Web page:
Output

OK


>> Now in here you need to use the get key1 command on your Redis to value the new keys


130.10.4.2:6397>    get key1

     Output

"10"


>>, At last, you need to exit from redis-cli.


130.10.4.2:6397>    quit


---->>  Now you need to rename the dangerous commands. So here are some of the commands that are known to be dangerous include:


FLUSHDB

FLUSHALL

KEYS

PEXPIRE

DEL

CONFIG

SHUTDOWN

BGREWRITEAOF

BGSAVE

SAVE

SPOP

SREM RENAME DEBUG


>>  Now if you want to enable or disable Redis commands, open the configuration file for editing one more time


$    sudo vi  /etc/redis.conf


>> So now if you want to disable or kill a command, all you need to do is just rename it to an empty string,


                      /etc/redis.conf


# It is also possible to completely kill a command by renaming it into

# an empty string:

#

rename-command FLUSHDB ""

rename-command FLUSHALL ""

rename-command DEBUG ""


>> Now to rename the command  give it another name


                          /etc/redis.conf


rename-command CONFIG ""

rename-command SHUTDOWN SHUTDOWN_MENOT

rename-command CONFIG ASC12_CONFIG


>>  Now once the rename is done you need to save the changes and close the file


$    sudo service redis-server restart


>> So now to test the new command, enter the Redis command line


$    redis-cli


>> Now in here you need to authenticate yourself using the password


auth your_redis_password


                       Output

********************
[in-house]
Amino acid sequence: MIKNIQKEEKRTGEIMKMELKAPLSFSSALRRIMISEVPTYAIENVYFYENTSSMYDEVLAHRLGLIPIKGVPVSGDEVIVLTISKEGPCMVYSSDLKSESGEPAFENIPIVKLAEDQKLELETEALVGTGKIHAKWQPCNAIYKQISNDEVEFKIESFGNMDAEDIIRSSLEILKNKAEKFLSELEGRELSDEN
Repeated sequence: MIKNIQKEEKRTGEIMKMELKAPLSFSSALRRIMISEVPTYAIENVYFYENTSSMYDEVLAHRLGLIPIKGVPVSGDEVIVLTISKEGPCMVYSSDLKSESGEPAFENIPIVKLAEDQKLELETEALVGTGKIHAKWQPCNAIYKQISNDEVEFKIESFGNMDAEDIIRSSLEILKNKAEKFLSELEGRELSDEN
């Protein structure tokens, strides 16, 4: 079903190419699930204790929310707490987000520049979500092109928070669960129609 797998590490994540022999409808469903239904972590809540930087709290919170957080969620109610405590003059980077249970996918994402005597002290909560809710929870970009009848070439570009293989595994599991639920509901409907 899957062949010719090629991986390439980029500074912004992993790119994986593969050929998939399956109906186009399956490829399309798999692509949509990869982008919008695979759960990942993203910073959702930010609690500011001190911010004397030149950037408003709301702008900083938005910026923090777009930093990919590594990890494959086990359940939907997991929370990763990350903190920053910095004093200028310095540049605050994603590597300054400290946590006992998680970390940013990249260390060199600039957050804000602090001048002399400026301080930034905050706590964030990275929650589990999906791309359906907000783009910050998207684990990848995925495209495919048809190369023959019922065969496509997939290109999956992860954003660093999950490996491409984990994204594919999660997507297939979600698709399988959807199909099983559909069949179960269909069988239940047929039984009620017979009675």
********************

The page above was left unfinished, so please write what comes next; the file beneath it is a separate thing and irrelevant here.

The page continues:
OK


>> Assuming that you renamed the CONFIG command to ASC12_CONFIG, attempting to use the config command should fail.


130.10.4.2:6397>    config get requirepass


          Output

(error) ERR unknown command 'config'


>> Now the rename command should be successful


130.10.4.2:6397>    asc12_config get requirepass


        Output

1) "requirepass"

2) "your_redis_password"


>> Now you can exit from redis-cli


130.10.4.2:6397>     exit


>> Now, at last, you need to set data directory ownership and file permissions. And you can verify this by grep-ing for the Redis data directory in a long listing of its parent directory.


$    ls -l /var/lib | grep redis


                Output

drwxr-xr-x 2 redis   redis 4096 Aug 6 09:32 redis


>> Now if you want to ensure that only the Redis user has access to the folder then change the permissions setting to 770


$     sudo chmod 770 /var/lib/redis


>> Not only that you also need to change other permission on the Redis configuration file


$     ls -l /etc/redis.conf


                 Output

-rw-r--r-- 1 root root 30176 Jan 14  2014 /etc/redis.conf


>> Once the permission is changed there will be no ecurity issue as the configuration file contains the unencrypted password


$   sudo chown redis:redis /etc/redis.conf


>> Now if you want you can change  the permissions so that only the owner of the file can read and/or write to it use the below command


$   sudo chmod 660 /etc/redis.conf


>> Now you can verify the new owner and its permissions


$ ls -l /etc/redis.conf


    Output

total 40

-rw------- 1 redis redis 29716 Ded 24 24:59 /etc/redis.conf


>> Now you need restart Redis


$  sudo service redis-server restart